Aminoglycoside-induced hearing loss in HIV-positive and HIV-negative multidrug-resistant tuberculosis patients

Department of Otolaryngology, Kimberley Hospital Complex
South African medical journal = Suid-Afrikaanse tydskrif vir geneeskunde (Impact Factor: 1.63). 06/2012; 102(6):363-6.
Source: PubMed


Background. Ototoxicity following aminoglycoside treatment for multidrug-resistant tuberculosis (MDR-TB) is a significant problem. This study documents the incidence of ototoxicity in HIV-positive and HIV-negative patients with MDR-TB and presents clinical guidelines relating to ototoxicity. Methods. A prospective cohort study of 153 MDR-TB patients with normal hearing and middle ear status at baseline controlling for 6 mitochondrial mutations associated with aminoglycoside-related ototoxicity, at Brooklyn Chest Hospital in Cape Town. Pure tone audiometry was performed monthly for 3 months to determine hearing loss. HIV status was recorded, as was the presence of 6 mutations in the MT-RNR1 gene. Results. Fifty-seven per cent developed high-frequency hearing loss. HIV-positive patients (70%) were more likely to develop hearing loss than HIV-negative patients (42%). Of 115 patients who were genetically screened, none had MT-RNR1 mutations. Conclusion. Ototoxic hearing loss is common in MDR-TB patients treated with aminoglycosides. HIV-positive patients are at increased risk of ototoxicity. Auditory monitoring and auditory rehabilitation should be an integral part of the package of care of MDR-TB patients.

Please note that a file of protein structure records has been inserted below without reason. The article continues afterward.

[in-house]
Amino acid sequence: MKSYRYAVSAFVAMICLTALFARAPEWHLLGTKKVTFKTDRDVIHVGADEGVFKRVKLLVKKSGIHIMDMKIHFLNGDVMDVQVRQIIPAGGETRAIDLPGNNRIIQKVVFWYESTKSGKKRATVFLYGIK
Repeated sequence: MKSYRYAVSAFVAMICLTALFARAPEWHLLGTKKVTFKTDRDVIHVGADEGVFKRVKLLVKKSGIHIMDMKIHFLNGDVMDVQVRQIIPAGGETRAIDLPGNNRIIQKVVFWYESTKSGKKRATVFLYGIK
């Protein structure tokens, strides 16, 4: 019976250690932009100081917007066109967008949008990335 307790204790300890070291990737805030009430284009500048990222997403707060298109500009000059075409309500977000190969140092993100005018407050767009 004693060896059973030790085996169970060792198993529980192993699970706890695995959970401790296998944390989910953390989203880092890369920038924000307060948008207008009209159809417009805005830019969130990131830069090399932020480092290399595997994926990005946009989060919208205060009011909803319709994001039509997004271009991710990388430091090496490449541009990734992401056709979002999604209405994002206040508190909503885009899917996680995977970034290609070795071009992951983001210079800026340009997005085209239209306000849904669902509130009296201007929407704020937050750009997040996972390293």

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Available from: Lucretia Petersen, Mar 20, 2015
    • "Preferential damage to tissue types varies by the specific aminoglycoside employed [8] [30] [64]. Nonetheless, because of their low cost, high efficacy, and low incidence of resistance, aminoglycoside antibiotics are commonly used in many parts of the world today including South Africa and the United States [2] [7] [29] [35]. Aminoglycosides have been commonly prescribed for sepsis, meningitis, complicated urinary tract and respiratory infections because they were highly effective against gram-negative infections [52]. "
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